A new display of early Christianity at Vindolanda

By Antony Lee, Durham University

The Roman fort at Vindolanda on Hadrian’s Wall is rightly famed as one of the most important archaeological sites in Britain. Perhaps best known for the discovery of its eponymous writing tablets, the first of which were uncovered in 1973, the site continues to regularly produce a wealth of finds and new information. The dedicated site museum contains a selection of the incredible finds and is notable for its regular display updates. Unlike many museums which can appear relatively static over the years, Vindolanda has always been quick to display its new discoveries and unafraid to tell its visitors that research into them is an ongoing process. It’s a laudable and extremely welcome approach to engaging the public with the realities of archaeological research.

The latest discovery to be put on display is the fragmentary remains of a unique lead chalice discovered in August 2019. Discovered in the rubble of a 6th Century church, the vessel is incised with various early Christian iconographic motifs – angels, palm branches, doves, butterflies, crosses, fish, ships, stick figures, and letters in Greek (chi, rho and tau), Latin and perhaps even Ogham. This rare and exciting find is positioned centrally in a new display looking more widely at later and post-Roman activity at Vindolanda and charting the evidence for the early progress of Christianity. At a site famous for its early Roman military history, it is good to see the often overlooked later activity and the ultimate abandonment of the site in the 9th Century put in the spotlight, and particularly interesting for this to be done through a religious lens.

The display includes four vitrines: ‘The Evidence of Writing’, ‘Tools and Industry’, ‘Personal Adornment’ and ‘Changing Religion’, which present some of the scarce later and post-Roman material culture evidence available. These are accompanied by large text panels exploring the spread of Christianity, a timeline of Vindolanda, the high-status Christian burial of a man named Brigomaglos, and the chalice itself. Large-scale photographs and plans of an early church provide a visually arresting backdrop to the display, though while they remind the visitor that the displays connect to the site outside, it remains difficult to fully contextualise the foci of early Christian activity within the fort.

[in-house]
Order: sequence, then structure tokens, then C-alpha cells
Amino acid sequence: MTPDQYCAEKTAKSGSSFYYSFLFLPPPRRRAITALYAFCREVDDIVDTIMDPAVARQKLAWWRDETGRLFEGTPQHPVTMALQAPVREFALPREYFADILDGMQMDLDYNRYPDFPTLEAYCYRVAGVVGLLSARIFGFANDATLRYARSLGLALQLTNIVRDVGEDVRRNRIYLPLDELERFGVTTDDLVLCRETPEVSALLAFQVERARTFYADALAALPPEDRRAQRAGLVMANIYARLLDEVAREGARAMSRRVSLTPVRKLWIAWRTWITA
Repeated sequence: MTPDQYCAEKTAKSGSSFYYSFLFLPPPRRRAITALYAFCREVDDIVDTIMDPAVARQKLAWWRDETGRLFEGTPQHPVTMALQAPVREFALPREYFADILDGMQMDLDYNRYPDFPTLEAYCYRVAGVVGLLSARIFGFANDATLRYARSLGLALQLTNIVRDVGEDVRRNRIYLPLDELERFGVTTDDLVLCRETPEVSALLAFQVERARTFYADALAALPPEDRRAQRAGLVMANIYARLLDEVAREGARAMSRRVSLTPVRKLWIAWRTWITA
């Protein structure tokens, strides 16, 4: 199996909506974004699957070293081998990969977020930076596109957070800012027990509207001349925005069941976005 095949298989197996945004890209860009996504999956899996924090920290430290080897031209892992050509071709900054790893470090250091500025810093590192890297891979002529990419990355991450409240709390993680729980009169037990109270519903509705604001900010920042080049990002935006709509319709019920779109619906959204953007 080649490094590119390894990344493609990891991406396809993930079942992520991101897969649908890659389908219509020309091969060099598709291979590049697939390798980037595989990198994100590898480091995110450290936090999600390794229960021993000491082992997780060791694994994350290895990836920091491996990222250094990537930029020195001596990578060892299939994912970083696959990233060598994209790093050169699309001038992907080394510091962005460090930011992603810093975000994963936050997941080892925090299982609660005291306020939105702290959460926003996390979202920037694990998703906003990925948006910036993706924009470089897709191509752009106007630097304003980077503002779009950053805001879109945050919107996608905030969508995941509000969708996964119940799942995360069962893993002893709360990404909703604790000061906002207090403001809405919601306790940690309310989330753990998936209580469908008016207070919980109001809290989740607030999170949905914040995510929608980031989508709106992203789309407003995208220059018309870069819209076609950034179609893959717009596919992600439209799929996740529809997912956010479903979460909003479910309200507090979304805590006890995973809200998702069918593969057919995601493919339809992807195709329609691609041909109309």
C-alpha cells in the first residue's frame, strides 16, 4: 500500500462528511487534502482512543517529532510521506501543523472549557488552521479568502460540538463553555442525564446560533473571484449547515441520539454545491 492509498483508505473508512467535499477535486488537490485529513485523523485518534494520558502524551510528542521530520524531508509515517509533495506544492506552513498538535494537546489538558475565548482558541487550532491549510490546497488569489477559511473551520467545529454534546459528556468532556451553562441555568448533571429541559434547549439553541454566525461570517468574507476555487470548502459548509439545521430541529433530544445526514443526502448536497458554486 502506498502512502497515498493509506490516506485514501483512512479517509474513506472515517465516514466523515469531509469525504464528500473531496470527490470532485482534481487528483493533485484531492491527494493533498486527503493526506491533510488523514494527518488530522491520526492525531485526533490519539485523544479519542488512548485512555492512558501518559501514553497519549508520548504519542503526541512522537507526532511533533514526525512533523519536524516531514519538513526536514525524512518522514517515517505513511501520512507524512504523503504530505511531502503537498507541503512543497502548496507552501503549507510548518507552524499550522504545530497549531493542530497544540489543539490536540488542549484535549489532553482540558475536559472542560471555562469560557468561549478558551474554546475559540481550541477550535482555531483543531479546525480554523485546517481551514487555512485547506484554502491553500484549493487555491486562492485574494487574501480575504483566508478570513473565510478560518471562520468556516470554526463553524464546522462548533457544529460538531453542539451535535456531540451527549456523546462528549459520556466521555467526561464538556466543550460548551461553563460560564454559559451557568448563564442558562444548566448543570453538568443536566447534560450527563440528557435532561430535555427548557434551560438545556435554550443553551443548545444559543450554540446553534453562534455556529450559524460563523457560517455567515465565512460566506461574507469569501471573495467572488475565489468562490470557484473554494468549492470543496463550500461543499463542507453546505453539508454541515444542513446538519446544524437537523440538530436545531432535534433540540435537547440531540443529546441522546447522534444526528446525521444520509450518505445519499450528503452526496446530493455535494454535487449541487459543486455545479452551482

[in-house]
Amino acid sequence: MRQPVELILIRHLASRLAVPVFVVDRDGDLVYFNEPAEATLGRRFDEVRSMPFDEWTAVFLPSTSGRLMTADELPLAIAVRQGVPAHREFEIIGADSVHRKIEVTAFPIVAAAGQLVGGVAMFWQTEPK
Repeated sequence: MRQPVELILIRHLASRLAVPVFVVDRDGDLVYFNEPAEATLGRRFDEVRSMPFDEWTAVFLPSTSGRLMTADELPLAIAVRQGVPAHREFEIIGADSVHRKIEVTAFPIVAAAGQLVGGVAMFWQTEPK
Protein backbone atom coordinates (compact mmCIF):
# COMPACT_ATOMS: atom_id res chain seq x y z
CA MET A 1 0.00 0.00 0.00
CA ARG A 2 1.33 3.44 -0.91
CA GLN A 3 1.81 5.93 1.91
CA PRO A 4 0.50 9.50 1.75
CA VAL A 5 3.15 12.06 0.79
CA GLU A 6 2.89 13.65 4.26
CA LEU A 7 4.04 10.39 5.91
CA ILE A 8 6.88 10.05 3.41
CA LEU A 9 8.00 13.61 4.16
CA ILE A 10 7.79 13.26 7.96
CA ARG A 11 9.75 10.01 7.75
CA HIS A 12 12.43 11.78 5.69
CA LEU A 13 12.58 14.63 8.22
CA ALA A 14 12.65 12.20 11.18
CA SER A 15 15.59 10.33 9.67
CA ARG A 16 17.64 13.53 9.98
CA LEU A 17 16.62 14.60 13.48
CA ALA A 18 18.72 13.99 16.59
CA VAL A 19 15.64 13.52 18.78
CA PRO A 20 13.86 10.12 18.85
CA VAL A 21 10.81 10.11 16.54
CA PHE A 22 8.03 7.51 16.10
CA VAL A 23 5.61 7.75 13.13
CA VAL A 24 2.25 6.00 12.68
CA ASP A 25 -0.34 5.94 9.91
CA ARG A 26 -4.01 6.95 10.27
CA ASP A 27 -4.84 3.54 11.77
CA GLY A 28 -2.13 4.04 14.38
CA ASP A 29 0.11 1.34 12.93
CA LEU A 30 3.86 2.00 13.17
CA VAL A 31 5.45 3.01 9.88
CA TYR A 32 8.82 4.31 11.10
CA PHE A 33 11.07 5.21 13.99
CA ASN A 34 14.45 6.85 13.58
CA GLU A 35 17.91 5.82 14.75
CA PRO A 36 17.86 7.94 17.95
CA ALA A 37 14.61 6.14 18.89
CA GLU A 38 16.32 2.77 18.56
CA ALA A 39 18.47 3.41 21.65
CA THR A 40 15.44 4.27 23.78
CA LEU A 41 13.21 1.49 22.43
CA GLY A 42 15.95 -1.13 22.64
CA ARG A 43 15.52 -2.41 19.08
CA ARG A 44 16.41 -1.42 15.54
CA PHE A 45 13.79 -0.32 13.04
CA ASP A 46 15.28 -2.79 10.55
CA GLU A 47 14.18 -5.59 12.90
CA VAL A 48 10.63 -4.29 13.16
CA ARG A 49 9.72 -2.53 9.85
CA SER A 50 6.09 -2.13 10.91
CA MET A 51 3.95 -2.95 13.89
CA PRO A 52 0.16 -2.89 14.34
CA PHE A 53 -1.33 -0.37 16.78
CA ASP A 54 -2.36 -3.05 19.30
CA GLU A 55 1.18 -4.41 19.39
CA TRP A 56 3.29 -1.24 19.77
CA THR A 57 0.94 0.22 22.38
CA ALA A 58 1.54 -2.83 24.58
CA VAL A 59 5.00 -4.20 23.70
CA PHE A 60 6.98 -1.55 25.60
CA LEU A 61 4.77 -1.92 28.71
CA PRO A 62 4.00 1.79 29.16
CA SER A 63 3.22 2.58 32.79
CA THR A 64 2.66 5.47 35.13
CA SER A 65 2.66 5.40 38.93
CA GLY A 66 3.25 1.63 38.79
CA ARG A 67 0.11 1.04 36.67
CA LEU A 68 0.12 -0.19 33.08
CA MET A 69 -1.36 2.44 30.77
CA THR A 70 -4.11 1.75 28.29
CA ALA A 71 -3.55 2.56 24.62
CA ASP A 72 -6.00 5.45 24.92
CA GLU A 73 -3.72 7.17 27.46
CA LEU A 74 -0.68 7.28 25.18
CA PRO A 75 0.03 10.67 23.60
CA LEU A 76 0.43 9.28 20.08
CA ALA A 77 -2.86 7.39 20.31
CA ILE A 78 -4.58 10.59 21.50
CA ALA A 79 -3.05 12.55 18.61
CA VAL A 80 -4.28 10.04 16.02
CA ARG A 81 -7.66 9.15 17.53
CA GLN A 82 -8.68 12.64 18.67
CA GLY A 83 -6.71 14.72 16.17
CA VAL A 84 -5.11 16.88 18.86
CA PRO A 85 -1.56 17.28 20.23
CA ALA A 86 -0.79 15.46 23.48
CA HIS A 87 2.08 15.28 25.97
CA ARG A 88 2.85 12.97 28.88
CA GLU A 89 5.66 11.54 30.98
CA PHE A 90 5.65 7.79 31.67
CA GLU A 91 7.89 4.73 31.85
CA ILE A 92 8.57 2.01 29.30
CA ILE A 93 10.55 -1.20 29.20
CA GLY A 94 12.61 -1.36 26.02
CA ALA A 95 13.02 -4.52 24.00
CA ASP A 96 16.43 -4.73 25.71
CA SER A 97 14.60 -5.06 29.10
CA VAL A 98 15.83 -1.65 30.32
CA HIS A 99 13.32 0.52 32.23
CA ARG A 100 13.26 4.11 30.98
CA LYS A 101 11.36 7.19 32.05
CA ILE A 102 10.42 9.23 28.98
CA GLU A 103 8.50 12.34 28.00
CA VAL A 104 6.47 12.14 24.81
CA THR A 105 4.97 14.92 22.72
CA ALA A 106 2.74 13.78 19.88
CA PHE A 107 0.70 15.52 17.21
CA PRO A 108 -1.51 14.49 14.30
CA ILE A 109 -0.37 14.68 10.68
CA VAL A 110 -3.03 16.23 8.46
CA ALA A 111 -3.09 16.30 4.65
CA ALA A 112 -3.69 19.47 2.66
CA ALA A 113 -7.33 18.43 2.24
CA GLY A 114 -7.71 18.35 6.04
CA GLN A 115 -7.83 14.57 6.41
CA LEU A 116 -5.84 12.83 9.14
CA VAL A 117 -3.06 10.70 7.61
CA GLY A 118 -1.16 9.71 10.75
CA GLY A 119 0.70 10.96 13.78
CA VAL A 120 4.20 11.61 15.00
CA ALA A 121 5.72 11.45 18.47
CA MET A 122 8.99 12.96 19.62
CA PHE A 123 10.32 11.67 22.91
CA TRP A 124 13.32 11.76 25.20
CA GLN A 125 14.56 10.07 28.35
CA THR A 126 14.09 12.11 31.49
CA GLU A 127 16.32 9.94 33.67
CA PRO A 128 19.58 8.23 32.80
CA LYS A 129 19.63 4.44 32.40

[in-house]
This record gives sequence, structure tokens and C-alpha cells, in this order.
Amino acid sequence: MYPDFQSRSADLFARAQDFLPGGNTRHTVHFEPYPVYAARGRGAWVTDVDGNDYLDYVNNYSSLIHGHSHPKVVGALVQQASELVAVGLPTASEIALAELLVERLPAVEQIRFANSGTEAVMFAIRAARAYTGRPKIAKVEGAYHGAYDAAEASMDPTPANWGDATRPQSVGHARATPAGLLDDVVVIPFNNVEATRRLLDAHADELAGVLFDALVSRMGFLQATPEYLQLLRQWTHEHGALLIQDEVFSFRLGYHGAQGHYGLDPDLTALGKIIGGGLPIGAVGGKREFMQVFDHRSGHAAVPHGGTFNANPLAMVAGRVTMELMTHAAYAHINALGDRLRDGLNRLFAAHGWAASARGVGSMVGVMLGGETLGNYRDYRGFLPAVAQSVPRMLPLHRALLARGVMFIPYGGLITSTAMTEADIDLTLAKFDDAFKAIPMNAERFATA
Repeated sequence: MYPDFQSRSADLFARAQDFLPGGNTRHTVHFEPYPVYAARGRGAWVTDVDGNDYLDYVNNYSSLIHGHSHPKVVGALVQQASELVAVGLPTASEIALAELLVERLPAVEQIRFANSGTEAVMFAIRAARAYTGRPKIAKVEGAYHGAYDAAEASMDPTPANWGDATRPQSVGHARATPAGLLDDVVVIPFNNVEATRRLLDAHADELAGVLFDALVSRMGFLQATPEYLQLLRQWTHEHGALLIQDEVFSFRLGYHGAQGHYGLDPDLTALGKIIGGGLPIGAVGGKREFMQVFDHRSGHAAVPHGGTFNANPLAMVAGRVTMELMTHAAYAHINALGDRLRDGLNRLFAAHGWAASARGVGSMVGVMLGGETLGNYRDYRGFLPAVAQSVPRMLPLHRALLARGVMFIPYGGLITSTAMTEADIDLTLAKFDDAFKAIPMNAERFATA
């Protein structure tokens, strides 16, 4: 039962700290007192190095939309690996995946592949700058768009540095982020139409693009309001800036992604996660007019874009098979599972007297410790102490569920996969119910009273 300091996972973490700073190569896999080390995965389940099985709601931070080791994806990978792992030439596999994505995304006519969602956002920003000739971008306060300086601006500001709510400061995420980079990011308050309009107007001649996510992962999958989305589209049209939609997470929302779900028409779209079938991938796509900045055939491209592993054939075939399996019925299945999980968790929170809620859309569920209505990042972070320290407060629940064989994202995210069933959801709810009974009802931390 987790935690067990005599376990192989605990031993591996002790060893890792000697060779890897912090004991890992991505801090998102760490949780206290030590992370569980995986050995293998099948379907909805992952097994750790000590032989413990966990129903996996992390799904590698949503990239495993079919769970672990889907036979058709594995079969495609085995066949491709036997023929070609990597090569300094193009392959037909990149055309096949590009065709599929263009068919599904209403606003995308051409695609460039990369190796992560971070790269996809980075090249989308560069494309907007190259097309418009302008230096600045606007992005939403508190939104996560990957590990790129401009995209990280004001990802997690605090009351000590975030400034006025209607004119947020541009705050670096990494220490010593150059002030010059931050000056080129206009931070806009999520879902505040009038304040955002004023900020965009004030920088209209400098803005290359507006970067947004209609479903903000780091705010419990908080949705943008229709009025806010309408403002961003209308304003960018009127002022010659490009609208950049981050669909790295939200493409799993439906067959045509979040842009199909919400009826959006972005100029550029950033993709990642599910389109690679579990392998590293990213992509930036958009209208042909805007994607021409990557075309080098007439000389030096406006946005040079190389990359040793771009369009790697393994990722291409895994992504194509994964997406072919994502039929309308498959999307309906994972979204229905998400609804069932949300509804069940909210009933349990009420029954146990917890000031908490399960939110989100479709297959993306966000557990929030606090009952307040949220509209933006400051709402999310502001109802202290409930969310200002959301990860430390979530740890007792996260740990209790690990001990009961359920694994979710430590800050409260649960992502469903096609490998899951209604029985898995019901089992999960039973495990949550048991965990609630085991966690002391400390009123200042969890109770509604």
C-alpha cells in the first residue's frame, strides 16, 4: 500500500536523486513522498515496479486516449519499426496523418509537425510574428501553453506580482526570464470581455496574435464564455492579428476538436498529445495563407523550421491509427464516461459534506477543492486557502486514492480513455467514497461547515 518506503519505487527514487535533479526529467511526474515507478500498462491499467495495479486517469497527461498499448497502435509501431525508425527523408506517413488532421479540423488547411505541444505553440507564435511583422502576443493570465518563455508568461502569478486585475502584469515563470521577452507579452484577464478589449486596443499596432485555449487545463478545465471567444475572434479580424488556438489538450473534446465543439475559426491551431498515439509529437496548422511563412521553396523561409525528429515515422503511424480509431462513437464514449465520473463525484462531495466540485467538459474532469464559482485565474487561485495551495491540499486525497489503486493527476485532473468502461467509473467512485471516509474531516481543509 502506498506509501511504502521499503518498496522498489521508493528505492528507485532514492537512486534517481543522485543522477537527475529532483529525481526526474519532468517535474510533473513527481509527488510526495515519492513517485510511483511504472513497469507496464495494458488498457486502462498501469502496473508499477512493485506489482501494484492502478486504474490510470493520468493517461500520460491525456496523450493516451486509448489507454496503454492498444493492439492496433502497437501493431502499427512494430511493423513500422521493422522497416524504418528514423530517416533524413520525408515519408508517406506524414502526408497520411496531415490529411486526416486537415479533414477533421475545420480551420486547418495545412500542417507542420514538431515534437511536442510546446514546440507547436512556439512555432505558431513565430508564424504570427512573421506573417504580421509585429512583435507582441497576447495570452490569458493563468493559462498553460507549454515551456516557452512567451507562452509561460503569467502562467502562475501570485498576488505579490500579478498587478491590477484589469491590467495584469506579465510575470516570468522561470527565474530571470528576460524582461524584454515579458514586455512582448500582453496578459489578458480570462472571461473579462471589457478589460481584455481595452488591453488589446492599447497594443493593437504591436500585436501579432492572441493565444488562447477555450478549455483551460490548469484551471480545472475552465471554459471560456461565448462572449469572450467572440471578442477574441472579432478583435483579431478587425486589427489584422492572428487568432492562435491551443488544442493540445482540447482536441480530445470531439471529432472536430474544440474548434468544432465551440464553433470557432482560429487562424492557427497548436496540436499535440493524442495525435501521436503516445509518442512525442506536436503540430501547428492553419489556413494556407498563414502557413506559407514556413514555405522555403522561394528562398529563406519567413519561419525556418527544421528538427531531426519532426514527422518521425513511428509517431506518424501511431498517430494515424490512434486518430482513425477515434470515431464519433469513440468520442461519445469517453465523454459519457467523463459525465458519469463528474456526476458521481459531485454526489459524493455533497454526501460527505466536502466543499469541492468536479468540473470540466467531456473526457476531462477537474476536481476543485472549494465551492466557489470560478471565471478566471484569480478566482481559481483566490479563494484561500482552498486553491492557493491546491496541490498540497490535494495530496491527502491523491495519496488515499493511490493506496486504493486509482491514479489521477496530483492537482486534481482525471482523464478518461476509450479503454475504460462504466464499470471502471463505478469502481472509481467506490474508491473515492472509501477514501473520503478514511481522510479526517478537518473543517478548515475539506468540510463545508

The most eye-catching aspect of the display is a video projection showing the symbolism present on the chalice, neatly and attractively lifting the symbols off a drawing of the vessel and explaining their meaning. It is perhaps in the contextualising of both the growth of early Christianity and what it might have meant to be a Christian between the 4th and 6th Centuries that the display struggles a little, however. The interpretative text presents a narrative of the gradual growth of Christianity as if it were an inevitability and devoid of any human agency; setting it against a homogenised ‘Roman religion’ as if people simply moved from one to the other in increasing numbers. Although concepts of changing religiosity are a complex subject for any museum display to engage with, greater consideration of the varied religious options available to individuals in later Roman Britain and the personal and political implications of the spread of Christianity would have been welcomed. The temple to Jupiter Dolichenus at Vindolanda, for example, was burned and demolished in c.AD370, the same time that the earliest-known Christian church on the site was constructed, and the site interpretation suggests that the destruction of the temple might relate to religious tensions with a growing Christian community. No such direct connections between the various and changing religious groups at the site are made in the display, however, and this serves to disconnect the early Christian finds from their socio-religious contexts.

Site interpretation referencing the destruction of the Temple of Jupiter Dolichenus. Photograph: The author

There are, though, some fascinating references to the diversity of early Christianity, such as how the symbolism on the chalice may relate to Celtic Christian traditions which fell out of favour after the Synod of Whitby in AD664. It is suggested that these may have led to changes in the use of the chalice, which was found in the rubble of the collapsed walls of a church building. The soundtrack of monastic chanting which fills the gallery does perhaps undermine this, however, placing a powerful cultural image of Medieval Christianity in the mind of the visitor which cannot fail to influence their perceptions of the earlier material they are viewing.

Despite these academic grumbles, this is an attractive and interesting display of an under-discussed subject and a wonderfully important discovery. It will undoubtedly make visitors think more deeply about the long history of activity at Vindolanda and the varied religious practices the site has witnessed.

You can read more about the chalice on the Vindolanda Trust’s website, which will continue to be updated as research into the unique chalice, its imagery, and its liturgical function progresses.

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